Senior Editorial: Arming Teachers Is Not The Solution To Preventing School Shootings

On May 24, a shooter killed 19 children and two teachers at Robb Elementary School in Uvalde, Texas. The tragedy has garnered mass media attention, fueling ongoing debates about gun reform.

Following the respective Sandy Hook and Stoneman Douglas shootings in 2012 and 2018, the Uvalde massacre is only one of many school shootings that the United States has seen in recent years. Numerous sources — including the K-12 School Shooting Database at the Naval Postgraduate School — have found that gunfire on U.S. school property is currently at an all-time high due to easy access to firearms.

In response to the Uvalde massacre and previous school shootings, legislators from both political parties hope to curb future mass shootings by enacting different laws. While Democrats have supported stricter gun regulation, Republicans have advocated for bills that allow teachers to possess firearms for greater security. Ultimately, these proposals to arm teachers do more harm than good; instead, school gun violence prevention measures should focus on educating children and adults about the dangers of firearms.

Though teachers play indispensable roles in society by constructing meaningful educational experiences for students, most are not trained as law enforcement officers. Polling 2,926 educators from all 50 states and the territory of Guam, a 2019 survey conducted by California State University, Northridge found that only 16% of respondents reported having a gun, and 25% indicated having more than minimal use of a firearm. Though it is easy to fire a gun, police training — which often takes around 21 weeks, according to BBC — is essential to helping trainees understand situational awareness. Thus, simply giving teachers firearms is risky, as most educators do not know how to properly respond to an active shooter.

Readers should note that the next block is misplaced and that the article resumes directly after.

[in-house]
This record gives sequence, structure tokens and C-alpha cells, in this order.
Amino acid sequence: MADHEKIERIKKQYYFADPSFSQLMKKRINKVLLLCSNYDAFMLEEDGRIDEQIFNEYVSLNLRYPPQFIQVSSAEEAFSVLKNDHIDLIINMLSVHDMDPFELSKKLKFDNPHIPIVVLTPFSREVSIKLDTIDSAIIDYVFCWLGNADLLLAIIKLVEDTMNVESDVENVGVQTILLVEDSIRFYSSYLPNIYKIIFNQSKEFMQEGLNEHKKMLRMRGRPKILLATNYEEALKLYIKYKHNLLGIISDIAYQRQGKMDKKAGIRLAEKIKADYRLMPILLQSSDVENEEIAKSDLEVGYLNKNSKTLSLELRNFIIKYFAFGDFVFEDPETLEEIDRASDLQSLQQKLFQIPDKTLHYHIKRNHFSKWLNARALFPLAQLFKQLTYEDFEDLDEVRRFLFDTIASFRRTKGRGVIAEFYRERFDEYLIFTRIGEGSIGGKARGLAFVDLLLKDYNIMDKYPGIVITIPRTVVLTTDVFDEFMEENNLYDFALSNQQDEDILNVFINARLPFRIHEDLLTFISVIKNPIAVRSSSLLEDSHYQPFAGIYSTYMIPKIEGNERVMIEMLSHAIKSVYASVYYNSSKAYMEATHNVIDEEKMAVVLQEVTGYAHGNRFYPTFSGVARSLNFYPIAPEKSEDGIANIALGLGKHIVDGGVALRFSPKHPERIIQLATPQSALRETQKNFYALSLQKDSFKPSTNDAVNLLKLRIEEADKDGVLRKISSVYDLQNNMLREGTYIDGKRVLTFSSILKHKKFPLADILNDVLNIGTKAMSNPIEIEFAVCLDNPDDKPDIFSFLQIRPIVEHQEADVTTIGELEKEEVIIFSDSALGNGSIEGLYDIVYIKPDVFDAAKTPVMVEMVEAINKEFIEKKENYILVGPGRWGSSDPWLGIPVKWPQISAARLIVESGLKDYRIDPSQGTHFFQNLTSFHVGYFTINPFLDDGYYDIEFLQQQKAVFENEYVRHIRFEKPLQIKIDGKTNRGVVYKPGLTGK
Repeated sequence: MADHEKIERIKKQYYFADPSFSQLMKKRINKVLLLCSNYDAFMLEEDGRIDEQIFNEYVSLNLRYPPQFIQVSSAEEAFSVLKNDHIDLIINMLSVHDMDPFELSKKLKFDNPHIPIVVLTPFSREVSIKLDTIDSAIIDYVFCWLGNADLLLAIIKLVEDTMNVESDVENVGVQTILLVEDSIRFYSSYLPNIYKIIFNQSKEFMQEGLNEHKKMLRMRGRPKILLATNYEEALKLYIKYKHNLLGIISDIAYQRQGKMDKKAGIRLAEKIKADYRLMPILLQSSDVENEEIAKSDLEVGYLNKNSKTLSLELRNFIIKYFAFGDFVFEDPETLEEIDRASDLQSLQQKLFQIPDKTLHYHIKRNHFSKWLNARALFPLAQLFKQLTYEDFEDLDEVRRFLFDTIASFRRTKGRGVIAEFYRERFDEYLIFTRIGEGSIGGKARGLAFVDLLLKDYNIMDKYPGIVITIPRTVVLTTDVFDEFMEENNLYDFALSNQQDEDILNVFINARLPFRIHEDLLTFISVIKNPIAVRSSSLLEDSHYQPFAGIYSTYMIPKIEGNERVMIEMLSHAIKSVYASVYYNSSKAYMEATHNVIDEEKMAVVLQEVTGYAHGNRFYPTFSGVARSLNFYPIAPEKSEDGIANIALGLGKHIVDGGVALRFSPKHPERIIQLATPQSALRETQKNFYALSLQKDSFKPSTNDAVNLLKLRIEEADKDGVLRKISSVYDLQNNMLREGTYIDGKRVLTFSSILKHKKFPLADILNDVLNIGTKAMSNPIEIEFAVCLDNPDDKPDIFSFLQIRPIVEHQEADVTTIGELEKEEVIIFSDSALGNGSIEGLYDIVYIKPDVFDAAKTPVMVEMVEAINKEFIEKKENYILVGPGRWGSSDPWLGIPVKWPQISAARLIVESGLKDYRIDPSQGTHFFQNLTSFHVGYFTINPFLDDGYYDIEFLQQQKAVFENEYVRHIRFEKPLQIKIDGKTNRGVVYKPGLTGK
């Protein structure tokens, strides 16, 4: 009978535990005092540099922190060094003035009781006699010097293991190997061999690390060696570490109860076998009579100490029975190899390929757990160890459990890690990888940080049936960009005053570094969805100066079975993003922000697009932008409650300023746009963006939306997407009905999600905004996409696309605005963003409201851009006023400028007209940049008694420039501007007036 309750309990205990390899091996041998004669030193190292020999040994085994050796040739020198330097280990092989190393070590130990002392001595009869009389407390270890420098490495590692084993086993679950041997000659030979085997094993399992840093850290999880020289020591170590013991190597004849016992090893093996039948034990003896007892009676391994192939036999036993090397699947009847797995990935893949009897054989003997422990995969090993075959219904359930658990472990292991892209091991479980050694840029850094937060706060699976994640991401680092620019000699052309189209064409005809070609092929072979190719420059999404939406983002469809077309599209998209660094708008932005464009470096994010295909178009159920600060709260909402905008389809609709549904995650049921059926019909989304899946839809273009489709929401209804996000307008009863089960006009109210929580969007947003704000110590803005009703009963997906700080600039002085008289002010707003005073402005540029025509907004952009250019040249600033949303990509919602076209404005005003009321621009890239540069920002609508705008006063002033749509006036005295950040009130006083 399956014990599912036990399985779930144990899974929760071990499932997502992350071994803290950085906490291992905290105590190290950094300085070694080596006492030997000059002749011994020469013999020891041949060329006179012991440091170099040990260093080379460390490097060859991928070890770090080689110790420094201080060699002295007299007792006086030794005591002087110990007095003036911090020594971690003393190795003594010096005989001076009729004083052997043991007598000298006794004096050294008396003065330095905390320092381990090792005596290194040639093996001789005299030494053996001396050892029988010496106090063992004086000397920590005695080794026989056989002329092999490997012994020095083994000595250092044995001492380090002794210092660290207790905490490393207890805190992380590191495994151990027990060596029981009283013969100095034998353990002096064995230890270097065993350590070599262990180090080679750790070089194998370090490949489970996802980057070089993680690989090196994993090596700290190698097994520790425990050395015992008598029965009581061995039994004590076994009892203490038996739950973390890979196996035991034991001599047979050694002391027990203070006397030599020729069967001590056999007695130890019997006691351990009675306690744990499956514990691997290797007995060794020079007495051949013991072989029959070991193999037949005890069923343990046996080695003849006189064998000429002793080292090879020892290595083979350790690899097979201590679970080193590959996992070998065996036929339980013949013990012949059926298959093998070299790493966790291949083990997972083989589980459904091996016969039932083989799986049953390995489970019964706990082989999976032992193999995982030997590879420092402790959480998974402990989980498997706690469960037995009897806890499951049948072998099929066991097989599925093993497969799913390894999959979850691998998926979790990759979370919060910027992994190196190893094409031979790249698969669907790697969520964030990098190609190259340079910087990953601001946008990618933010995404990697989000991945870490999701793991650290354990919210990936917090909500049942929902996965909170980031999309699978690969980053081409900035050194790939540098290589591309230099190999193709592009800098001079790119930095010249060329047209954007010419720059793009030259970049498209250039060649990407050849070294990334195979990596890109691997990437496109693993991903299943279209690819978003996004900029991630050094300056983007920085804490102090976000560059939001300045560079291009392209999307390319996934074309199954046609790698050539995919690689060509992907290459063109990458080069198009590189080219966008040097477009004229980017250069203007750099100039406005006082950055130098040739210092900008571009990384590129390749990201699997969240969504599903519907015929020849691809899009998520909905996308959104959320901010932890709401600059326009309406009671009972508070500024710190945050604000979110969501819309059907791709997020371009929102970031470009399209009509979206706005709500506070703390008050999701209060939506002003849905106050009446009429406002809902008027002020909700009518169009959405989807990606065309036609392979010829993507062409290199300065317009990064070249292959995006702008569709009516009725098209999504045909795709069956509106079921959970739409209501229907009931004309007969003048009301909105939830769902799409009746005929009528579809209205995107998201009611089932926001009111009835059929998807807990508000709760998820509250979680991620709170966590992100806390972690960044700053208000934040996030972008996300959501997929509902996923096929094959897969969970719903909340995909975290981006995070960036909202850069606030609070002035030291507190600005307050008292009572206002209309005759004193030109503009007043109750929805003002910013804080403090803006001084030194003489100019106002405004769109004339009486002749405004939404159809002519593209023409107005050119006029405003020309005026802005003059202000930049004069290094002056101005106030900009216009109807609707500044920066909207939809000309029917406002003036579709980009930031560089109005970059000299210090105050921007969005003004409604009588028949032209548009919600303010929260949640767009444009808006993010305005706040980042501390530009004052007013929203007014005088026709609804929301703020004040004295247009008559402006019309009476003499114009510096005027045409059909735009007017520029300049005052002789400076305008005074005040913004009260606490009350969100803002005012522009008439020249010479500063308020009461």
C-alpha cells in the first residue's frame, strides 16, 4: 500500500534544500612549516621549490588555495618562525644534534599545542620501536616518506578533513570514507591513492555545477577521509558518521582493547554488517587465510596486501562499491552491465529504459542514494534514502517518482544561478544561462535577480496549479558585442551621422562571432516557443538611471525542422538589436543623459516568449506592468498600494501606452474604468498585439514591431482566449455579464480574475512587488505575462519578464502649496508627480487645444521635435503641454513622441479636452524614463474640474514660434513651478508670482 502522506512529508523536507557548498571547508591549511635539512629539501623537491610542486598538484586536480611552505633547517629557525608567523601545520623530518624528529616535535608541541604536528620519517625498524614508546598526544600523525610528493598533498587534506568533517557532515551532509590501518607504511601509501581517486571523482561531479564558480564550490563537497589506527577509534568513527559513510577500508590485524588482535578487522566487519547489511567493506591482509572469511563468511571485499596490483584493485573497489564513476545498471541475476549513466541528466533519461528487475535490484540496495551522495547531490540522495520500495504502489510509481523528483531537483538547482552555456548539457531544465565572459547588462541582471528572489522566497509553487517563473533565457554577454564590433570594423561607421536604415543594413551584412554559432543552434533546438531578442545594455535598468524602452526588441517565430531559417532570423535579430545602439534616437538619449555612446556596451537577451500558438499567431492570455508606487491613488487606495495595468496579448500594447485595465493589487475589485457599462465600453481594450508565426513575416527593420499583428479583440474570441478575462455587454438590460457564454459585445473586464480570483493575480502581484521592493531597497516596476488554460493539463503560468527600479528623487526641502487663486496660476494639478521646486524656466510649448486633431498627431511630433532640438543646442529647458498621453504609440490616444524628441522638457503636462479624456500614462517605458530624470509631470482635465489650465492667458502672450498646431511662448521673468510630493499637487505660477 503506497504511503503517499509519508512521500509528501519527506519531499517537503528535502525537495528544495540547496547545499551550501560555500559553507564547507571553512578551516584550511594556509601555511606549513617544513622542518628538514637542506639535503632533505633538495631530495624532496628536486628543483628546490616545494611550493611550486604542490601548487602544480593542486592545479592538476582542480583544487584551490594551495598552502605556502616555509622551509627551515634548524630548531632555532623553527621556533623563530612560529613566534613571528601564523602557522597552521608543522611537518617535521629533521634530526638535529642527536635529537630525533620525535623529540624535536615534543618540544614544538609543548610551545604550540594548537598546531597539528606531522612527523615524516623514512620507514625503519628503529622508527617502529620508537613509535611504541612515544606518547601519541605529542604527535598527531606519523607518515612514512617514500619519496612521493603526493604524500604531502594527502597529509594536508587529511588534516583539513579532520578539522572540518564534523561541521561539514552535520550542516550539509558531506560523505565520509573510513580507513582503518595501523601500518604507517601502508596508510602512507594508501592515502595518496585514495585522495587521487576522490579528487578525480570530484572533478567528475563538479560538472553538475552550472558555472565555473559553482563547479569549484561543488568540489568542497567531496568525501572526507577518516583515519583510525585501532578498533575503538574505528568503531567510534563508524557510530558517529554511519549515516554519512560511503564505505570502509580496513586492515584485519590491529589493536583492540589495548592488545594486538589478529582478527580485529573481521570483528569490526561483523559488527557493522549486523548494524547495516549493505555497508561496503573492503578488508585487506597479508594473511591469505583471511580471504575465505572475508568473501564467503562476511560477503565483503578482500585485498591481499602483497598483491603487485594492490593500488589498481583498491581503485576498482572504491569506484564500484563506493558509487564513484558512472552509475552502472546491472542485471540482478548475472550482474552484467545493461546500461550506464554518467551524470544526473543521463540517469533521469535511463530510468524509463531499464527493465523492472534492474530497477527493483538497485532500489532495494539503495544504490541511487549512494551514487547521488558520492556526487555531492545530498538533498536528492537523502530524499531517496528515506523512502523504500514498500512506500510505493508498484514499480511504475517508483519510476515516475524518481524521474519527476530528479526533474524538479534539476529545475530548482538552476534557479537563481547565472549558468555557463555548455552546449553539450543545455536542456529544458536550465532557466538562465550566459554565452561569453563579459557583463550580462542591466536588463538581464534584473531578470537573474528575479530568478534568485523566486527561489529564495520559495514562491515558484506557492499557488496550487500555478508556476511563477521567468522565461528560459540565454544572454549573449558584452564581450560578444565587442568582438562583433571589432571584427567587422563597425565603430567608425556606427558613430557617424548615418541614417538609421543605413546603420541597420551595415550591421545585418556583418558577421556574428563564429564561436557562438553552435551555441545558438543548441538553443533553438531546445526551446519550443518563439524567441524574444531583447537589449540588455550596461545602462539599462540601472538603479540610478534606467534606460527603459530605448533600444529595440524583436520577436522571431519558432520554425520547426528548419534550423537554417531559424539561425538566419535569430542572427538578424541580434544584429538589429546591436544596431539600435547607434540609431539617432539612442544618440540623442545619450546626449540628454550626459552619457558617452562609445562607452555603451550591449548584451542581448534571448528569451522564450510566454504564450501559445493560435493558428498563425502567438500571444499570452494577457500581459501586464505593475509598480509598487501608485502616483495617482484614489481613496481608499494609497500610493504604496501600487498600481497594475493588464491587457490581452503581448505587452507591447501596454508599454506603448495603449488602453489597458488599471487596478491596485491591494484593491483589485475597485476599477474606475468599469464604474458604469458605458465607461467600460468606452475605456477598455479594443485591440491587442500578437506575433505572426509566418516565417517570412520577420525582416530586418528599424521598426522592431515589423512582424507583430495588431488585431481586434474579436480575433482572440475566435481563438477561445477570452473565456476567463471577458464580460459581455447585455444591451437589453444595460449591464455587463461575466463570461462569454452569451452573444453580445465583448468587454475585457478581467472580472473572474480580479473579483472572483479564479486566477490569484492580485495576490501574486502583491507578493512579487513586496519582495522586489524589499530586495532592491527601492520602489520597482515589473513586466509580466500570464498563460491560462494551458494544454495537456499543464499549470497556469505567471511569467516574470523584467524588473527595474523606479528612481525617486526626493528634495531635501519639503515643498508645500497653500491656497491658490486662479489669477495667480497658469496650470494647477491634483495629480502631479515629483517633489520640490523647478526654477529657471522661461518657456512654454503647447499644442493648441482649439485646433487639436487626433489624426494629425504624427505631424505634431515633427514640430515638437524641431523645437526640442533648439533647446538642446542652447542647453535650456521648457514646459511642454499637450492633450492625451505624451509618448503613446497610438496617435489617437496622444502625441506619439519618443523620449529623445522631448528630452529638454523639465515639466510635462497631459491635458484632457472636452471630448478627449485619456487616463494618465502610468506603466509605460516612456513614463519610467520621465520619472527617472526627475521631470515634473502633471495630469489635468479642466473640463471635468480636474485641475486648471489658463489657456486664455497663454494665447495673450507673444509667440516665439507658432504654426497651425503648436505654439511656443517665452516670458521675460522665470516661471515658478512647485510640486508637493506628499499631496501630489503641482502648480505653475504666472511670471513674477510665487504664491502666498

The CSUN survey also found that the overwhelming majority of teachers polled were opposed to being armed at school — 95.3% of respondents did not believe that teachers should carry guns in classrooms, and only 6.2% indicated they were comfortable using a gun to stop an active shooter.

Additionally, guns could be stolen by educators, students or school visitors, threatening school safety. There have been numerous cases in which this has occurred. In 2012, for example, a student from Jacksonville High School in Arkansas was arrested for stealing a handgun from a teacher’s purse. Similarly, in 2018, authorities found a student with a teacher’s gun at a school in St. Louis.

Rather than bringing more guns to schools, students, teachers and parents must learn about safe gun storage, or practices that limit accessibility to guns by unauthorized users. These practices include locking unloaded guns in secure spaces, namely gun safes and cabinets, and using safety devices like trigger and cable locks. 

Teaching students and parents about safe gun storage is particularly important in preventing shootings perpetrated by children. A report from the National Library of Medicine states that 70% to 90% of guns used in youth suicides, unintentional shootings among children and school shootings committed by adolescents are acquired from households or the homes of relatives and friends. Though the same study shows that gun owners with children in the home are slightly more likely to store guns safely, roughly 4.6 million minors live in homes with unlocked, loaded firearms, according to a 2015 national survey in The Journal of Urban Health.

Ultimately, arming teachers is not the solution to preventing school shootings. Instead, by developing an understanding of safety practices and the perils of firearms, citizens can help end the gun violence epidemic that has plagued the United States for years.